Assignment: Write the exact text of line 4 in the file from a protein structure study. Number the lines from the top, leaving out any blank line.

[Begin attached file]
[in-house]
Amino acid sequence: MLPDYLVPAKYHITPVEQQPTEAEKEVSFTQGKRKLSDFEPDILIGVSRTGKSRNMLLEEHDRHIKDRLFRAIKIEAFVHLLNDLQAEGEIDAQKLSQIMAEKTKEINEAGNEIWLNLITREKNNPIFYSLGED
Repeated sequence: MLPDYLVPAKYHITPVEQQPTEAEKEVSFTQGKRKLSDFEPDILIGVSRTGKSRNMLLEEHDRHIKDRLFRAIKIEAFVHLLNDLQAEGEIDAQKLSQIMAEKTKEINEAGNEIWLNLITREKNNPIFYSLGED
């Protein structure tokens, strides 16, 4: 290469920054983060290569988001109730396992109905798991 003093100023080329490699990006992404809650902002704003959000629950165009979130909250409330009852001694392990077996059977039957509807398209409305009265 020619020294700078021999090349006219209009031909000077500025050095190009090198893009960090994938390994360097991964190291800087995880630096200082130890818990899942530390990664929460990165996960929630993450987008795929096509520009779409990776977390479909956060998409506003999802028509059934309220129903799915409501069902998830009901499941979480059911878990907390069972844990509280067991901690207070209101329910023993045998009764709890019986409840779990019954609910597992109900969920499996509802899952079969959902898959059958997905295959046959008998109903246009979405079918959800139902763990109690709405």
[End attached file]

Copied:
């Protein structure tokens, strides 16, 4: 290469920054983060290569988001109730396992109905798991 003093100023080329490699990006992404809650902002704003959000629950165009979130909250409330009852001694392990077996059977039957509807398209409305009265 020619020294700078021999090349006219209009031909000077500025050095190009090198893009960090994938390994360097991964190291800087995880630096200082130890818990899942530390990664929460990165996960929630993450987008795929096509520009779409990776977390479909956060998409506003999802028509059934309220129903799915409501069902998830009901499941979480059911878990907390069972844990509280067991901690207070209101329910023993045998009764709890019986409840779990019954609910597992109900969920499996509802899952079969959902898959059958997905295959046959008998109903246009979405079918959800139902763990109690709405």